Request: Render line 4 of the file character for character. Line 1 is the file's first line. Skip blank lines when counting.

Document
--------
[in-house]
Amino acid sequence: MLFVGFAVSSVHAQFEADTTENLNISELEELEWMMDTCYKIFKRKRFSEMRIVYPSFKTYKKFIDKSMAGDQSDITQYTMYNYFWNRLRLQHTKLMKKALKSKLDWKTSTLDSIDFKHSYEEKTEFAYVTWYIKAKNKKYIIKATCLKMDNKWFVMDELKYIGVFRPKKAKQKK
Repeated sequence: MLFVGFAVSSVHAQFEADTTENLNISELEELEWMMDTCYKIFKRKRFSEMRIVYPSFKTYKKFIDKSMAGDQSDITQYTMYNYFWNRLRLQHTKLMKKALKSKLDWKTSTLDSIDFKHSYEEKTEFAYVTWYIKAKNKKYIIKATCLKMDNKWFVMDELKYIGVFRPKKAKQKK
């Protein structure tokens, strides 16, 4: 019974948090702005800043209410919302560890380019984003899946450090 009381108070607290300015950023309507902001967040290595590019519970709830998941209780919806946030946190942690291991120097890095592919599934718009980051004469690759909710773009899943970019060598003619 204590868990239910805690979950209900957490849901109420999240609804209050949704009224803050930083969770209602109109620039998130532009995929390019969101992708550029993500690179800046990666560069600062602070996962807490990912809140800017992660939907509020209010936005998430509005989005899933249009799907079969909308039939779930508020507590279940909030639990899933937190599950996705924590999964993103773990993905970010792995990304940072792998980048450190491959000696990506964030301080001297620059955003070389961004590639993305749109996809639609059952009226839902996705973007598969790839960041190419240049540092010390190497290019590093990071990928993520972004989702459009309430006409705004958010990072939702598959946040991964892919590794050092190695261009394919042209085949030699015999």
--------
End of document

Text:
């Protein structure tokens, strides 16, 4: 019974948090702005800043209410919302560890380019984003899946450090 009381108070607290300015950023309507902001967040290595590019519970709830998941209780919806946030946190942690291991120097890095592919599934718009980051004469690759909710773009899943970019060598003619 204590868990239910805690979950209900957490849901109420999240609804209050949704009224803050930083969770209602109109620039998130532009995929390019969101992708550029993500690179800046990666560069600062602070996962807490990912809140800017992660939907509020209010936005998430509005989005899933249009799907079969909308039939779930508020507590279940909030639990899933937190599950996705924590999964993103773990993905970010792995990304940072792998980048450190491959000696990506964030301080001297620059955003070389961004590639993305749109996809639609059952009226839902996705973007598969790839960041190419240049540092010390190497290019590093990071990928993520972004989702459009309430006409705004958010990072939702598959946040991964892919590794050092190695261009394919042209085949030699015999």